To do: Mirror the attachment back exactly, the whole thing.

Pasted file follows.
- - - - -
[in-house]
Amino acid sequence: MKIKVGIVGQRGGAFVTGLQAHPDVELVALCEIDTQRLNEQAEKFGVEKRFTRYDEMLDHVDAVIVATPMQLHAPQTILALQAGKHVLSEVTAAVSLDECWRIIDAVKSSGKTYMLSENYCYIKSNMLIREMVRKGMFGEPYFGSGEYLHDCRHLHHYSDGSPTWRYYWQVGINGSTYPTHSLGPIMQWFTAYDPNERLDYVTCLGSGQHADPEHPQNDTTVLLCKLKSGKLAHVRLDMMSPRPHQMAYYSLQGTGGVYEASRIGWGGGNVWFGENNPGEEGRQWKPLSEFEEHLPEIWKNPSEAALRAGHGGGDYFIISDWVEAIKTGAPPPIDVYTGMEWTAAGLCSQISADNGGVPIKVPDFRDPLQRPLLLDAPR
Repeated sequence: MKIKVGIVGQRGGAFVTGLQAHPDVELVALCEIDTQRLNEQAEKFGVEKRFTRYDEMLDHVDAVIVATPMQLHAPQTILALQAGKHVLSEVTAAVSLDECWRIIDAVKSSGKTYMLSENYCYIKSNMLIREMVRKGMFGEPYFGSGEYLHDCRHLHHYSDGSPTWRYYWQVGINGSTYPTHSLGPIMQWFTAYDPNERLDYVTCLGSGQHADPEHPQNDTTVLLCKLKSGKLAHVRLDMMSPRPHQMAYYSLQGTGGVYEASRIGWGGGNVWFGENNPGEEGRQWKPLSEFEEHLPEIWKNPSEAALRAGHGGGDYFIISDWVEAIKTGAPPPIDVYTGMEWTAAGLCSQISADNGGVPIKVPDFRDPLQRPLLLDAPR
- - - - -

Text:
[in-house]
Amino acid sequence: MKIKVGIVGQRGGAFVTGLQAHPDVELVALCEIDTQRLNEQAEKFGVEKRFTRYDEMLDHVDAVIVATPMQLHAPQTILALQAGKHVLSEVTAAVSLDECWRIIDAVKSSGKTYMLSENYCYIKSNMLIREMVRKGMFGEPYFGSGEYLHDCRHLHHYSDGSPTWRYYWQVGINGSTYPTHSLGPIMQWFTAYDPNERLDYVTCLGSGQHADPEHPQNDTTVLLCKLKSGKLAHVRLDMMSPRPHQMAYYSLQGTGGVYEASRIGWGGGNVWFGENNPGEEGRQWKPLSEFEEHLPEIWKNPSEAALRAGHGGGDYFIISDWVEAIKTGAPPPIDVYTGMEWTAAGLCSQISADNGGVPIKVPDFRDPLQRPLLLDAPR
Repeated sequence: MKIKVGIVGQRGGAFVTGLQAHPDVELVALCEIDTQRLNEQAEKFGVEKRFTRYDEMLDHVDAVIVATPMQLHAPQTILALQAGKHVLSEVTAAVSLDECWRIIDAVKSSGKTYMLSENYCYIKSNMLIREMVRKGMFGEPYFGSGEYLHDCRHLHHYSDGSPTWRYYWQVGINGSTYPTHSLGPIMQWFTAYDPNERLDYVTCLGSGQHADPEHPQNDTTVLLCKLKSGKLAHVRLDMMSPRPHQMAYYSLQGTGGVYEASRIGWGGGNVWFGENNPGEEGRQWKPLSEFEEHLPEIWKNPSEAALRAGHGGGDYFIISDWVEAIKTGAPPPIDVYTGMEWTAAGLCSQISADNGGVPIKVPDFRDPLQRPLLLDAPR